Of course there were Minis, old Fords, MGs, Imps, Rovers, Renaults. There were two Austin Atlantics, the ill-fated attempt by Austin to appeal to American tastes as the 1940s turned into the 1950s, and a fine display of stylish FD-series Vauxhall Victors in various states of integrity to celebrate the type's half-century. And several E-types, mostly rotten.
On the main stage, Practical Classics editor Danny Hopkins and right-hand man James Walshe tirelessly compèred chats with Mike Brewer and Ant Anstead, the two best-known old-car faces on our TV screens, or masterminded drive-ons by various cars featured in the magazine (including my own Sunbeam Stiletto), or watched over live rebuilds of a 1950s Austin Westminster Estate or Danny's own Jensen Interceptor. That last one has been a trying process, with nothing ever going quite as it should, but finally, it fired up and there was a tear in Danny's eye.
There was an auction, by Classic Car Auctions which is supposed to be the 'affordable' offshoot of Silverstone Auctions but which still saw a BMW M635 CSi make a six-figure sum (and a low-mileage Mk2 Golf 1.3, with just 16,700 miles recorded, make £550). A friend came close to owning one of the two remaining Renault 17 Gordinis left in the UK, intact and just needing to be brought back to life after a couple of decades' inactivity, but someone else wanted it even more and it sold for an impressive £7150. I was drawn to a Downton-tuned MGC Roadster in need of at least four new wings and a repaint, but I managed to resist.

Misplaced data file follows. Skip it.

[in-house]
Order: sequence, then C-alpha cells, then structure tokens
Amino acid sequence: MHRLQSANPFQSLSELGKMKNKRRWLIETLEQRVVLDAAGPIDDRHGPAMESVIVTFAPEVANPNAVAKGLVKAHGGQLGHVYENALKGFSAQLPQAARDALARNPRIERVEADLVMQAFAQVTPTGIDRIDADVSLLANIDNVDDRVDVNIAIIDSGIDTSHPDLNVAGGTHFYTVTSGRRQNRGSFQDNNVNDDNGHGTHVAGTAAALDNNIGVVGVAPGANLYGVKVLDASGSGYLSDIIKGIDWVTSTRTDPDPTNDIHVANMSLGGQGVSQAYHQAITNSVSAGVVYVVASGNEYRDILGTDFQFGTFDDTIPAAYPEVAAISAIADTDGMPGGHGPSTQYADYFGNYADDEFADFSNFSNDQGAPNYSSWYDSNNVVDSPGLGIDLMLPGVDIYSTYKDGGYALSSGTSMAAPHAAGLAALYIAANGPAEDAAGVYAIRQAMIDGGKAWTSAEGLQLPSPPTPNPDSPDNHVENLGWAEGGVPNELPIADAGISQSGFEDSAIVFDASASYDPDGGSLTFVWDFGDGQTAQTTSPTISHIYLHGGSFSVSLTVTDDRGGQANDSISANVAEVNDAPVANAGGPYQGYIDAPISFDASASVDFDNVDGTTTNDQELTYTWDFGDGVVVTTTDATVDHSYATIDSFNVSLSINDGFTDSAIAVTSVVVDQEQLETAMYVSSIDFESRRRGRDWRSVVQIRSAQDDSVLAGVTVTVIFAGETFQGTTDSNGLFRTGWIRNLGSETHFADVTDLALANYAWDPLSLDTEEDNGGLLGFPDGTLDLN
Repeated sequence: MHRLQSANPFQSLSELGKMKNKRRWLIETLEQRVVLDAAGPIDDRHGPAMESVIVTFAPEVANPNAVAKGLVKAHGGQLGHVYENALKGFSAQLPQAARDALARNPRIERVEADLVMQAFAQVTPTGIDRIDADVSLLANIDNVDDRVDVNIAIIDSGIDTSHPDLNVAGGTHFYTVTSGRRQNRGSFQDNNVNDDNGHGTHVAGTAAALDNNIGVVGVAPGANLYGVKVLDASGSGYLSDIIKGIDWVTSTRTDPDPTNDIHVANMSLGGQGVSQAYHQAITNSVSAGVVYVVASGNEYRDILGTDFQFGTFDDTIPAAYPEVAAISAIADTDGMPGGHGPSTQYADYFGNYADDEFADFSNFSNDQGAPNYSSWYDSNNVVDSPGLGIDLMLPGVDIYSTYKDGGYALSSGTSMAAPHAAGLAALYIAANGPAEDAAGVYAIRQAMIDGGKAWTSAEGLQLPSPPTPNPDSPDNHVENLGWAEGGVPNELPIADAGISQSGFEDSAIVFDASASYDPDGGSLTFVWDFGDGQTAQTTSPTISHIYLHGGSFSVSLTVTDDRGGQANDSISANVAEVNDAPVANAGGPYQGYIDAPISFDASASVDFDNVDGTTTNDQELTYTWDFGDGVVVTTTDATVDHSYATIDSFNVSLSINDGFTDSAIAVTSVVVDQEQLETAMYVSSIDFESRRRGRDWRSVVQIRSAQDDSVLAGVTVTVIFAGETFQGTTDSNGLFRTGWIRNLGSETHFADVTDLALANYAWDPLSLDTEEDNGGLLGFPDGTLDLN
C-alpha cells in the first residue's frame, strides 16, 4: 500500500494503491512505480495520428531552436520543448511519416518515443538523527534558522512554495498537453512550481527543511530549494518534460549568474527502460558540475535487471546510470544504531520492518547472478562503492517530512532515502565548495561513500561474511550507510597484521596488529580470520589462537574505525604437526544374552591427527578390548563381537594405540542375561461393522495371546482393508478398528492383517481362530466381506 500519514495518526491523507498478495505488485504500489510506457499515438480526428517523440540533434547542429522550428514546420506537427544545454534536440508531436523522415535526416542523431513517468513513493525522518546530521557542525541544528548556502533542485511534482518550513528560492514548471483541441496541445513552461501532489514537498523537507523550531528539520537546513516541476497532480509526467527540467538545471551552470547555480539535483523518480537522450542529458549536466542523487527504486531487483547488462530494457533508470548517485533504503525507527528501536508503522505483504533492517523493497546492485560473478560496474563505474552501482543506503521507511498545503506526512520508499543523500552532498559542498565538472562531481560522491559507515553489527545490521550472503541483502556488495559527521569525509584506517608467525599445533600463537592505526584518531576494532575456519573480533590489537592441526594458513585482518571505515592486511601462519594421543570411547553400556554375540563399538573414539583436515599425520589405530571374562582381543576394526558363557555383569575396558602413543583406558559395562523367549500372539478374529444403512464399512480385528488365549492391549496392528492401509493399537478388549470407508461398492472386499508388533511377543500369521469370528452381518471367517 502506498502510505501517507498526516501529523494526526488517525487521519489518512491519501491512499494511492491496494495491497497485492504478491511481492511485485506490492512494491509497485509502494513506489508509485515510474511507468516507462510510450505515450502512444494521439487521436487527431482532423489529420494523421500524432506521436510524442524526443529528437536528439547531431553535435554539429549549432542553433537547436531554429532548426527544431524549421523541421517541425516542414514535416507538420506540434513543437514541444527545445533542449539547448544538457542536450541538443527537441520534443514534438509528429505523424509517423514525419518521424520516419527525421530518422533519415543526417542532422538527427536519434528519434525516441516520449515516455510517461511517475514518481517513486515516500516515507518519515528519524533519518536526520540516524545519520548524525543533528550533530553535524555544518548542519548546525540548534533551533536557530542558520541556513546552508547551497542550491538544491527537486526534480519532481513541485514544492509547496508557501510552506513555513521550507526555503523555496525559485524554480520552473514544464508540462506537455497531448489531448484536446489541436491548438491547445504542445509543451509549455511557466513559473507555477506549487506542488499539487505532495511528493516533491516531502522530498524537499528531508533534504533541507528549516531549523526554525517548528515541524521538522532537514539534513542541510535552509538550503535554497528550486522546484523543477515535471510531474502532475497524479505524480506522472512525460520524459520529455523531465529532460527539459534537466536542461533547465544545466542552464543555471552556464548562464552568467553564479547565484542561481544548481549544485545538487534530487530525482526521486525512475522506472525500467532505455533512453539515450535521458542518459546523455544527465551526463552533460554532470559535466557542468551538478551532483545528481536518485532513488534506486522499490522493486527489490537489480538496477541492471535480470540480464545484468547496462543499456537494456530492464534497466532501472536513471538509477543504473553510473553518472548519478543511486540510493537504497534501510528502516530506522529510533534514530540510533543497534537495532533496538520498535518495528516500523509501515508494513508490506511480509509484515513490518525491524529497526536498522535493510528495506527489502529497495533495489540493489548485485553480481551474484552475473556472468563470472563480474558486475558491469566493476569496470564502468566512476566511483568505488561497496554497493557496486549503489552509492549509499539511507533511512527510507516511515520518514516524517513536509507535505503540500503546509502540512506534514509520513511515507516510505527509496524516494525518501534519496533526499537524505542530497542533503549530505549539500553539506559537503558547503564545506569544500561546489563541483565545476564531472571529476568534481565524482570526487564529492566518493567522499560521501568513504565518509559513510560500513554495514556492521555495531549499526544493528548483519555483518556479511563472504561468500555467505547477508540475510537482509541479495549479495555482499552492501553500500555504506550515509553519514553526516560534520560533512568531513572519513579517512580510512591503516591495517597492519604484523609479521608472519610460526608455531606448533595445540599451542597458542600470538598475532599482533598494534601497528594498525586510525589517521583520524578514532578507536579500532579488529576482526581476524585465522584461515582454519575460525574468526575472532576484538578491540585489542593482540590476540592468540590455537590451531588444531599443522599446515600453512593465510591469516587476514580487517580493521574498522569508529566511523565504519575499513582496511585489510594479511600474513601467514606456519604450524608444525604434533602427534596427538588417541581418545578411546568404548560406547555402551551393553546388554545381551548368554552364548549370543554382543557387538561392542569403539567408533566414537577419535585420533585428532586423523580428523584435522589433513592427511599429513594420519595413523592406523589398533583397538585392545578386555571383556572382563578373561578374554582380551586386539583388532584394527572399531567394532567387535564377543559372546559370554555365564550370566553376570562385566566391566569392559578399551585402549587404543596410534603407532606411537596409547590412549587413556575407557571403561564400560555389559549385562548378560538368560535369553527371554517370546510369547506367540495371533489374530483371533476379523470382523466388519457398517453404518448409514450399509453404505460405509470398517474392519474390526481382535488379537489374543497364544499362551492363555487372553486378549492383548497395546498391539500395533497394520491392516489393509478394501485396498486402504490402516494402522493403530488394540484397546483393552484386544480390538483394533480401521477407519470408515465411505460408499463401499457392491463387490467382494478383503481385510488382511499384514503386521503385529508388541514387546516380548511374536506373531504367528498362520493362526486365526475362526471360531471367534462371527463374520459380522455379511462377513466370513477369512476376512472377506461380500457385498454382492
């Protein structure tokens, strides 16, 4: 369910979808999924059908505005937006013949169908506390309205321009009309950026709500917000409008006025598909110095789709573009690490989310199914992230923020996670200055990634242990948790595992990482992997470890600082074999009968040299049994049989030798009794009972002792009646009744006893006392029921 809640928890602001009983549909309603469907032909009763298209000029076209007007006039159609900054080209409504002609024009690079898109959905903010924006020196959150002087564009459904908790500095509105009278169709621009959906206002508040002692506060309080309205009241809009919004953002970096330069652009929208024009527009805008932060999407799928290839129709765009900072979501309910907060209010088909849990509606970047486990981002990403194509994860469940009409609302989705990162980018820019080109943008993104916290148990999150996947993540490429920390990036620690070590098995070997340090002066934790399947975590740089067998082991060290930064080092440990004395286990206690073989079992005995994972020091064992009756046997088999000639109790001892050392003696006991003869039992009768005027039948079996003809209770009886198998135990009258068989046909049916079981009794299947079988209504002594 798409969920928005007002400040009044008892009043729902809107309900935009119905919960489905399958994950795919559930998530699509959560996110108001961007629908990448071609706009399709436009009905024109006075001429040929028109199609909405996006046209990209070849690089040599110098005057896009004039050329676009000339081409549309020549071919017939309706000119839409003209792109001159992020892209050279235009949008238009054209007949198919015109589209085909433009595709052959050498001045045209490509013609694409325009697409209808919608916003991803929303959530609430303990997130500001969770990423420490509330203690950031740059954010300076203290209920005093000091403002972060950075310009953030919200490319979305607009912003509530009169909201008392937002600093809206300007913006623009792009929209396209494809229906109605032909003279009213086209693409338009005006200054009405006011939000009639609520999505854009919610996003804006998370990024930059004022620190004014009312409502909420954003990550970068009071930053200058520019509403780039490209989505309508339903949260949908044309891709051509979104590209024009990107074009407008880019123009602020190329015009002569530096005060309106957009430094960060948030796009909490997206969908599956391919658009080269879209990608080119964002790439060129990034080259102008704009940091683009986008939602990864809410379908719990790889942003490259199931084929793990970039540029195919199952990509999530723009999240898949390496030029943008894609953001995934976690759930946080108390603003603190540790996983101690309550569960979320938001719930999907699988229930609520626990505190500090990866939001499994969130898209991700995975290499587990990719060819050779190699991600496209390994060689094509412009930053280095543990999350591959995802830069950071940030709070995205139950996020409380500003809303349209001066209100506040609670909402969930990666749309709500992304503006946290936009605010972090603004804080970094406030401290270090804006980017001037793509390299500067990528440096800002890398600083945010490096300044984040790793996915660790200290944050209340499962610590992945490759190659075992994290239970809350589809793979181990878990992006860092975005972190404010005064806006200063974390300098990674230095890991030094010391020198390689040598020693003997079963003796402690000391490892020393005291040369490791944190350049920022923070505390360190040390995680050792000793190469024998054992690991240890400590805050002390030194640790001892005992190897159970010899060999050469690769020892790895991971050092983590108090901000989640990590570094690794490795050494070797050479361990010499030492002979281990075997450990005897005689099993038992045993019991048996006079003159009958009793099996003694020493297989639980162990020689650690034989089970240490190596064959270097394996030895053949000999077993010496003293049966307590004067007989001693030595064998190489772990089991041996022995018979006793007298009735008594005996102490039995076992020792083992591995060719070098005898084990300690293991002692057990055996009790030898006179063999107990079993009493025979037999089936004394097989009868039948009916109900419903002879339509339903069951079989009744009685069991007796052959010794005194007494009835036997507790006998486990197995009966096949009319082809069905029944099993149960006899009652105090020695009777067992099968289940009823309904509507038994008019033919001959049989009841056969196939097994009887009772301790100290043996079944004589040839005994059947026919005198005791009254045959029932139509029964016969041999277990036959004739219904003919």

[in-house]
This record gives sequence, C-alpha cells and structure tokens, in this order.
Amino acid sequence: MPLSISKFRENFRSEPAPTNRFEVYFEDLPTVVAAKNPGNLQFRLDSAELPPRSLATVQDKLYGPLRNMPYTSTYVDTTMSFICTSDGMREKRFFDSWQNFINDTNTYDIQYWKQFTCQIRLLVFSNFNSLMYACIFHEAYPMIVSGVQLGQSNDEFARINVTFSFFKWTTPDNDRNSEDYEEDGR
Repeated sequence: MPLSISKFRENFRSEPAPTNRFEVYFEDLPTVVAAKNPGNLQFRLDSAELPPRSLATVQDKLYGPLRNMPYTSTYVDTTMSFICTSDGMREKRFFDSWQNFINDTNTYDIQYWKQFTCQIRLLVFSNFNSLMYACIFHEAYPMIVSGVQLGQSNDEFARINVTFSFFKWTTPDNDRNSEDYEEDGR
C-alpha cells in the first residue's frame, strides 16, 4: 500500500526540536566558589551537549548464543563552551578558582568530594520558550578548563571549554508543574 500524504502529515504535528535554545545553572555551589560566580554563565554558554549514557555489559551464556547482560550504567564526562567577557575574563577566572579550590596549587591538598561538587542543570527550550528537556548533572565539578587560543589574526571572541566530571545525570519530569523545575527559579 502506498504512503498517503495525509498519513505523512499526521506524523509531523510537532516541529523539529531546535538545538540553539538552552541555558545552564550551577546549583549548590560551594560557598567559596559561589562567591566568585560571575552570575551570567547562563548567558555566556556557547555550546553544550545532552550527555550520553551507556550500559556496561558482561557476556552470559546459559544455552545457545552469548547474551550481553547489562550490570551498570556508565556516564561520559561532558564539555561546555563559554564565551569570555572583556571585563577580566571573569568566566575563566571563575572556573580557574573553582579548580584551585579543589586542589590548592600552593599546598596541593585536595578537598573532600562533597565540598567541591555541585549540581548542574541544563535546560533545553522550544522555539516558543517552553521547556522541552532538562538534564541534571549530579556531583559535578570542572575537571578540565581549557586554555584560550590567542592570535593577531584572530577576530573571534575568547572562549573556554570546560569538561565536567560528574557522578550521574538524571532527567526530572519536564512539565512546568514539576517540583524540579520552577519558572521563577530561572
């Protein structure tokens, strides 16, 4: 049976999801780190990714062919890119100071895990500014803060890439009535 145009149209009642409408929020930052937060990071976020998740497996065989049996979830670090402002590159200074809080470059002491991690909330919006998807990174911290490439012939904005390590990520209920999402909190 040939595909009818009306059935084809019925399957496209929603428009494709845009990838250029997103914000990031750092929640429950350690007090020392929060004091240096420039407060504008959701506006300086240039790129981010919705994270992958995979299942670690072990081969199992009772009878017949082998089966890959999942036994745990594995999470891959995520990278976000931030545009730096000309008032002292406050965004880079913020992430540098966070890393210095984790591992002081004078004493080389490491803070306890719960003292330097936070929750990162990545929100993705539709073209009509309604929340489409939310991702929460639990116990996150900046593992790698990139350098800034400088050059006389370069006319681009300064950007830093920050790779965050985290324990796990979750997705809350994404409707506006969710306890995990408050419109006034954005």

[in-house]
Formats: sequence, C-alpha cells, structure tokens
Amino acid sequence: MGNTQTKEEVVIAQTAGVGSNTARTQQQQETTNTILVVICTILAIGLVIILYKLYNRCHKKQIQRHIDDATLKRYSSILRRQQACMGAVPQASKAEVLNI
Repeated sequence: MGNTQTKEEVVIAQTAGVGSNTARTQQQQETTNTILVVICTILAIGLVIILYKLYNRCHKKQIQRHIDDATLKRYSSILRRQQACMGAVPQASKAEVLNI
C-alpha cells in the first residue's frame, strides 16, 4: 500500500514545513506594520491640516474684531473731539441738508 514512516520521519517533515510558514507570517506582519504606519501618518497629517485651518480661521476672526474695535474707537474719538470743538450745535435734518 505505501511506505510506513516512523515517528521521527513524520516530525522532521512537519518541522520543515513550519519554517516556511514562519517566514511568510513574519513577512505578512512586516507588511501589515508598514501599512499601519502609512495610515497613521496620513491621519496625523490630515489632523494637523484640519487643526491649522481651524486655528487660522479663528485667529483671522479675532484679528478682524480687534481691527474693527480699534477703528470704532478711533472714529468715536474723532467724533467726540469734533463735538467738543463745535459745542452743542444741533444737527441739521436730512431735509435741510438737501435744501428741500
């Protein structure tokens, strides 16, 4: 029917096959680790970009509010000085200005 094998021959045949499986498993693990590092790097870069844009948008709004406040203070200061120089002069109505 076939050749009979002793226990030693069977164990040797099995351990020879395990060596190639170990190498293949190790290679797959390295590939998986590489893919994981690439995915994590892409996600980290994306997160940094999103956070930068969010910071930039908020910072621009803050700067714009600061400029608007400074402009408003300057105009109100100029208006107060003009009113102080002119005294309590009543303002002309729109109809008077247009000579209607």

There was a Pride of Ownership stand, which included the smartest Hillman Avenger I've ever seen, in completely standard specification but far better than when it left the factory. And there was the Barn Finds section.